There is now a nice, green policy that is being followed in as many as 21 European cities that is not yet being followed in a single US one that I am aware of, having just googled a bunch on the matter. It is a city bike system, also sometimes generically called a "Velib" system after the very popular and famous one in Paris that began in 2007. However, while it is doing very well (see the Wikipedia entry for "Velib" about it), it has some oddities that may make it less desirable for cities in the US thinking of adopting such a system, it being run by a private company for the city.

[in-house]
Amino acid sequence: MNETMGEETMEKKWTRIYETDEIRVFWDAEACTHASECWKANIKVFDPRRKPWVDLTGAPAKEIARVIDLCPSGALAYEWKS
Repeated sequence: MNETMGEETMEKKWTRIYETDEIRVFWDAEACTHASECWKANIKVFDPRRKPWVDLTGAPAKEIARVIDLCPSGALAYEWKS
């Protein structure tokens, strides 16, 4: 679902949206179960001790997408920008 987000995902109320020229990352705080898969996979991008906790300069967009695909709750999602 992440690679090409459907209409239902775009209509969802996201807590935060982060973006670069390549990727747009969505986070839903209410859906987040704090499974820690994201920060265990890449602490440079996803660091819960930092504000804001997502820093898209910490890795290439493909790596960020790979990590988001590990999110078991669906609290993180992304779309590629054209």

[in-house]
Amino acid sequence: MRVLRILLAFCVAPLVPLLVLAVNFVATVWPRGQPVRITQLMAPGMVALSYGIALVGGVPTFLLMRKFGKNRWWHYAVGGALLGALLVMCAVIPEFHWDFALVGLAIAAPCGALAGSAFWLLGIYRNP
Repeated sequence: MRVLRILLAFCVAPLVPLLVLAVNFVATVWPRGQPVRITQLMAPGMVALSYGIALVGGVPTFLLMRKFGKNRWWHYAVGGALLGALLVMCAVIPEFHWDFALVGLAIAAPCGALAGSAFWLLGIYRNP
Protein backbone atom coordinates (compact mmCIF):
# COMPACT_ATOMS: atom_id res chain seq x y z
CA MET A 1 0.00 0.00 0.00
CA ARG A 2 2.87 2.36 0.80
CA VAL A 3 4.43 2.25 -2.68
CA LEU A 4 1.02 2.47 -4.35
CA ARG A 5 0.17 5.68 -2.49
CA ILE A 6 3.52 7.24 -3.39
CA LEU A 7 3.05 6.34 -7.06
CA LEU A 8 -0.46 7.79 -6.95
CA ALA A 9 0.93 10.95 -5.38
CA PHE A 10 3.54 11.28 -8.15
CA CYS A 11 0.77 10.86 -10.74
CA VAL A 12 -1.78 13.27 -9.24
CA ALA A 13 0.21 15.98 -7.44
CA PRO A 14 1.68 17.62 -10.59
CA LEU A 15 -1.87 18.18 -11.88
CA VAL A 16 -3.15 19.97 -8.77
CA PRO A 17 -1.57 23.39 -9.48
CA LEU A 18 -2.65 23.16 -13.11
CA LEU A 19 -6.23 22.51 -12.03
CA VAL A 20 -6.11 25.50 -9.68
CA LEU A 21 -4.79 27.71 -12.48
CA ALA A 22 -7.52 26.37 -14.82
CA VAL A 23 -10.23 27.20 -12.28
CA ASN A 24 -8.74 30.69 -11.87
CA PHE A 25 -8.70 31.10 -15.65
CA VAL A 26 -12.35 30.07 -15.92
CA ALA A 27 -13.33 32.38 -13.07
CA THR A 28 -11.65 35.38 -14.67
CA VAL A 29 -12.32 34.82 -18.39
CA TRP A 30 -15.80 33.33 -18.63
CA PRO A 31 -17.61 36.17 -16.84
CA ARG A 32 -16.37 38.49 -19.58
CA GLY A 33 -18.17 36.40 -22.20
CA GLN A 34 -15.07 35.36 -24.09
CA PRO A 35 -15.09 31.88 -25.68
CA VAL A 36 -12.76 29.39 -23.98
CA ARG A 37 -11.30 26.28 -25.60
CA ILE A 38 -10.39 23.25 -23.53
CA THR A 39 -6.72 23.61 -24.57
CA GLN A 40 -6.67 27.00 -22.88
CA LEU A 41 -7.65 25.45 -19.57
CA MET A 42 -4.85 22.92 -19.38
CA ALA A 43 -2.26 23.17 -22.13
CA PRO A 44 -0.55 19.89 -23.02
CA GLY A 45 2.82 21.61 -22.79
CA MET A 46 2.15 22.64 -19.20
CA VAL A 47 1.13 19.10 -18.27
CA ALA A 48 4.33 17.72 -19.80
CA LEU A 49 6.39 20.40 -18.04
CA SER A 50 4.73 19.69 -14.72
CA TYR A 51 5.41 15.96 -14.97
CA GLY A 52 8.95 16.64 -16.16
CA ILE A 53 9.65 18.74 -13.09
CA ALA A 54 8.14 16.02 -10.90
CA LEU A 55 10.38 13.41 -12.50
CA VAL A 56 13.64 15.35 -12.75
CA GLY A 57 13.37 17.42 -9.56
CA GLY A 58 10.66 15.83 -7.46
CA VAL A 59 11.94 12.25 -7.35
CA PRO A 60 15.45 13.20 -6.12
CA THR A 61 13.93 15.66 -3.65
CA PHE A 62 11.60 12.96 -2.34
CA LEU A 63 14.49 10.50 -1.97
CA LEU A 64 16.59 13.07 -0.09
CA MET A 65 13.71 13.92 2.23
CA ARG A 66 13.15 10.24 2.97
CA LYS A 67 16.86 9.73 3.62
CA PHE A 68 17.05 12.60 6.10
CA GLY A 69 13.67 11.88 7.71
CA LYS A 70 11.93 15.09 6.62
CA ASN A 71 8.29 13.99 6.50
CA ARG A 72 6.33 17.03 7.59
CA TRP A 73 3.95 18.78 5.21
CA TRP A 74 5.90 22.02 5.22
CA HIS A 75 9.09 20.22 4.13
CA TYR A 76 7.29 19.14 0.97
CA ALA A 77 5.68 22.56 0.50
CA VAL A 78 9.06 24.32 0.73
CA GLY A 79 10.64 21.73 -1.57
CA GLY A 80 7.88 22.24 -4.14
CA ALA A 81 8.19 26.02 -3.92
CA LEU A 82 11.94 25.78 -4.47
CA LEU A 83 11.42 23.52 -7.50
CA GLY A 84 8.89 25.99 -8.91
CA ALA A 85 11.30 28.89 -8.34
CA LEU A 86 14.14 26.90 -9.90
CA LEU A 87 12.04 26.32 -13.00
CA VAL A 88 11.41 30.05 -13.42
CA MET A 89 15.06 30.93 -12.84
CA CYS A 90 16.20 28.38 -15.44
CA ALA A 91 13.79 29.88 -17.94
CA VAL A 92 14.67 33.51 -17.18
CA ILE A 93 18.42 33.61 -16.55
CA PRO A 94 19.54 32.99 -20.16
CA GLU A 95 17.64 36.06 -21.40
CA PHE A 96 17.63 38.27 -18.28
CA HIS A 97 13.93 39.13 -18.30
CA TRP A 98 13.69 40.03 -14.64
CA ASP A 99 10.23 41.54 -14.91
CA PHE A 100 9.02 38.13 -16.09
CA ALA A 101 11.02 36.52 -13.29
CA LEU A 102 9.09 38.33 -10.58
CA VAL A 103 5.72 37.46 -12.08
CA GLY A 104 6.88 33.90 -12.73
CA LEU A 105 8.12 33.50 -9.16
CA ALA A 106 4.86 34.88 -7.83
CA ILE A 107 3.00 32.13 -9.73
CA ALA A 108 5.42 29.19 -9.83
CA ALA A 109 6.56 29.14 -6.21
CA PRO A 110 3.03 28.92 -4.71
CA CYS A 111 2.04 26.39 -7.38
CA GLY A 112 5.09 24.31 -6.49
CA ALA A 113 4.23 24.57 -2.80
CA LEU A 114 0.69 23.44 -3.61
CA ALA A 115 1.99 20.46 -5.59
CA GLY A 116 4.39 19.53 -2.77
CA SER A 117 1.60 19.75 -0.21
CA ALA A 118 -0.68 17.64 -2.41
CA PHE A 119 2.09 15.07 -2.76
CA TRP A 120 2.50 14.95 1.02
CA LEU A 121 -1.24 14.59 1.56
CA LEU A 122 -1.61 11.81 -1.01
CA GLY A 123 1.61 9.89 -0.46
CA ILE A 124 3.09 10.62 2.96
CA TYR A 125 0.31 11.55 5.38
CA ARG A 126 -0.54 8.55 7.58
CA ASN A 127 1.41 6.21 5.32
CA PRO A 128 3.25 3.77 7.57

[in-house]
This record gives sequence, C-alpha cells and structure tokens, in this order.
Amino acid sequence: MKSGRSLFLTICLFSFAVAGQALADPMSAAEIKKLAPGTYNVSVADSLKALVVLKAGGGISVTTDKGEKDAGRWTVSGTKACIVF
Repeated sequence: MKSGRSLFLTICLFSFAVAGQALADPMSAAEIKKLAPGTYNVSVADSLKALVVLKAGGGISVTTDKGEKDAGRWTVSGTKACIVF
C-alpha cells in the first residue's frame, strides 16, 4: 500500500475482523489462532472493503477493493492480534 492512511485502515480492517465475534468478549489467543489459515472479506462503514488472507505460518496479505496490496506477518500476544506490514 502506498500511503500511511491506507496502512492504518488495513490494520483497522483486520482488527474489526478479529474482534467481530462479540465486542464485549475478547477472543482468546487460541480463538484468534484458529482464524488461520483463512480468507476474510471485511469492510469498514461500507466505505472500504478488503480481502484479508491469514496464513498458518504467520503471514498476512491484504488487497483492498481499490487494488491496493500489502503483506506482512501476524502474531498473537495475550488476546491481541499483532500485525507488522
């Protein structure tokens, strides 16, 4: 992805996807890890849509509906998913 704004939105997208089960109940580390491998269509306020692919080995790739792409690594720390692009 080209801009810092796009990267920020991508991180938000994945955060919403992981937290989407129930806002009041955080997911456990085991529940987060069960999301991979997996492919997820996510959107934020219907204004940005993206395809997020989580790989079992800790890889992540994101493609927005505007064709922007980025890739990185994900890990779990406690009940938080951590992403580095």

Probably the oldest running, since the 1970s, and the best run is the one in Copenhagen, where nearly 40% of trips are now done by city bike. The city (actually through a non-profit organization) owns bikes that are kept in parking stands. In Paris they make you pay a subscription, and then you can access the bikes, which are locked up in their stands. In both the stands are all over the city, but in Copenhagen they are free. You just pull one out and ride it to another stand. Reduces traffic, improves health, reduces pollution, and any city in the US would look very cool and progressive and innovative if it were the first one in the country to do it. The bikes tend to be three speed and pretty tough with a good-sized basket in front. The biggest problems have been with car traffic, and in Copenhagen, with cars turning right and not paying attention to bikes coming up. Anyway, a nice link about the Copenhagen system.